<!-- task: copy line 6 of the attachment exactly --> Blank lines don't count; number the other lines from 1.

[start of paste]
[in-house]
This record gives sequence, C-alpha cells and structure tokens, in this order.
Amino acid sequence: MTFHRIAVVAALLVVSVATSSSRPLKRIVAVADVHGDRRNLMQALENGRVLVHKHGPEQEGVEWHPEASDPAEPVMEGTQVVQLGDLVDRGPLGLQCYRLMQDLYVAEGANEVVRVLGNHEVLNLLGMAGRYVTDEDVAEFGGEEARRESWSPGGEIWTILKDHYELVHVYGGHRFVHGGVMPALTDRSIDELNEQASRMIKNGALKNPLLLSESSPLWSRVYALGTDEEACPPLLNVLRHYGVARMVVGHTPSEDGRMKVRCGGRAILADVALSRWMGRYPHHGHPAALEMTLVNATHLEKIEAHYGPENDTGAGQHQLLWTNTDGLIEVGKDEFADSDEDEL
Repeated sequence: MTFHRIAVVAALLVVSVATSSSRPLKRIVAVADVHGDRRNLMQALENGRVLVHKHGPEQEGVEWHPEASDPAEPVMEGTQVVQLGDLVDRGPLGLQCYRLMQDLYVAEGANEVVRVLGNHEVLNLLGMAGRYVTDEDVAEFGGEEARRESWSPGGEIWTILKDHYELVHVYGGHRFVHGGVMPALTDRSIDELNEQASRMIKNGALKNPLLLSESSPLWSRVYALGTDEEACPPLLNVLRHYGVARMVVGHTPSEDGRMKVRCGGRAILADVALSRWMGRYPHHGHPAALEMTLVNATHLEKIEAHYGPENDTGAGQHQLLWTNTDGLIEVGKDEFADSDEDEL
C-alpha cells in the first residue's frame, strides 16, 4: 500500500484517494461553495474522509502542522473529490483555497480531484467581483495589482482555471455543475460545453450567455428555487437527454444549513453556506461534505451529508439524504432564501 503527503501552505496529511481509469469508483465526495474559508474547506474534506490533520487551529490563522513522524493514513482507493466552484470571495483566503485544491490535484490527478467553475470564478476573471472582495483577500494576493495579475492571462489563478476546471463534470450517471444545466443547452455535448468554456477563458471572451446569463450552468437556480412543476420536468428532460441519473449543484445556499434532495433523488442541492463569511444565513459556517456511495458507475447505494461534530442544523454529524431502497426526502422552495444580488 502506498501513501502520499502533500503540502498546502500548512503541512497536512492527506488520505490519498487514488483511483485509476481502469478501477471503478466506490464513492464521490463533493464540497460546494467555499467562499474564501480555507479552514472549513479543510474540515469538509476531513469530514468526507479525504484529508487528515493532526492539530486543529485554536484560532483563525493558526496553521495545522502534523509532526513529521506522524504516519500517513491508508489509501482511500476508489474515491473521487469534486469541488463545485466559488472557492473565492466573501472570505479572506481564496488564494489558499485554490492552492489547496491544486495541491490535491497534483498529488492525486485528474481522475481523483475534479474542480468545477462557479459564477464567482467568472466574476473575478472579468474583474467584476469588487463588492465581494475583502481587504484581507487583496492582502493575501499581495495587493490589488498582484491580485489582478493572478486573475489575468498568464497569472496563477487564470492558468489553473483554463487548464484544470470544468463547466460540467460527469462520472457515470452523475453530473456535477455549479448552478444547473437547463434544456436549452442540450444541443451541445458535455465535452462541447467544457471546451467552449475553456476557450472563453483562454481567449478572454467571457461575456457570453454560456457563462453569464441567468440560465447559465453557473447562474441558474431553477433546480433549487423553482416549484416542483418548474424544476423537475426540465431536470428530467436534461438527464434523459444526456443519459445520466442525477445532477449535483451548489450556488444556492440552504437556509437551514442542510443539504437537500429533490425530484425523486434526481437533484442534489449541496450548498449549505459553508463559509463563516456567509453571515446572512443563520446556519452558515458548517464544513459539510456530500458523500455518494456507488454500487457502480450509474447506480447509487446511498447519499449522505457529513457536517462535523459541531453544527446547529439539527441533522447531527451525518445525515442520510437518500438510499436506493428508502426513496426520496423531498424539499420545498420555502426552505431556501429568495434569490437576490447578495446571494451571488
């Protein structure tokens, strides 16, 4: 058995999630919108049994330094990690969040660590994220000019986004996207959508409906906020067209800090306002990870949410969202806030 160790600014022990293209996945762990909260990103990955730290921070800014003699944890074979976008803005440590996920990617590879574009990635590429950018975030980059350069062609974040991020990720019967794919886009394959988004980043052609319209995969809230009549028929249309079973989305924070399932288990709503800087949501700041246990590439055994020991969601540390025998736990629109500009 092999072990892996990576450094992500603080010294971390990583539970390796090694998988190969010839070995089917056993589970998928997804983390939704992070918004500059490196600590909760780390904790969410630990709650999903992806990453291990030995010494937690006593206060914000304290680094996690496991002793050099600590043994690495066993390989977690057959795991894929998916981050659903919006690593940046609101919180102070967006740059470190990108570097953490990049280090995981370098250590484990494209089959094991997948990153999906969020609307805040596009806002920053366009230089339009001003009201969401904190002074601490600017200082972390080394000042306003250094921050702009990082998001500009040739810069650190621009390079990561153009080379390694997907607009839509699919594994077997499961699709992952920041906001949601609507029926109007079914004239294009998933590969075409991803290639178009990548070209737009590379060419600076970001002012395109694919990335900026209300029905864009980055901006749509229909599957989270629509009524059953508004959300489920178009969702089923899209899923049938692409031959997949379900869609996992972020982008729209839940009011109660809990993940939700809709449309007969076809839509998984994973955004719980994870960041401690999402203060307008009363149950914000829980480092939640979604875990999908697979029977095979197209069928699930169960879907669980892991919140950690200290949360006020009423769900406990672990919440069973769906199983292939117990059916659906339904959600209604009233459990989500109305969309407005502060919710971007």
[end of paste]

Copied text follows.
């Protein structure tokens, strides 16, 4: 058995999630919108049994330094990690969040660590994220000019986004996207959508409906906020067209800090306002990870949410969202806030 160790600014022990293209996945762990909260990103990955730290921070800014003699944890074979976008803005440590996920990617590879574009990635590429950018975030980059350069062609974040991020990720019967794919886009394959988004980043052609319209995969809230009549028929249309079973989305924070399932288990709503800087949501700041246990590439055994020991969601540390025998736990629109500009 092999072990892996990576450094992500603080010294971390990583539970390796090694998988190969010839070995089917056993589970998928997804983390939704992070918004500059490196600590909760780390904790969410630990709650999903992806990453291990030995010494937690006593206060914000304290680094996690496991002793050099600590043994690495066993390989977690057959795991894929998916981050659903919006690593940046609101919180102070967006740059470190990108570097953490990049280090995981370098250590484990494209089959094991997948990153999906969020609307805040596009806002920053366009230089339009001003009201969401904190002074601490600017200082972390080394000042306003250094921050702009990082998001500009040739810069650190621009390079990561153009080379390694997907607009839509699919594994077997499961699709992952920041906001949601609507029926109007079914004239294009998933590969075409991803290639178009990548070209737009590379060419600076970001002012395109694919990335900026209300029905864009980055901006749509229909599957989270629509009524059953508004959300489920178009969702089923899209899923049938692409031959997949379900869609996992972020982008729209839940009011109660809990993940939700809709449309007969076809839509998984994973955004719980994870960041401690999402203060307008009363149950914000829980480092939640979604875990999908697979029977095979197209069928699930169960879907669980892991919140950690200290949360006020009423769900406990672990919440069973769906199983292939117990059916659906339904959600209604009233459990989500109305969309407005502060919710971007």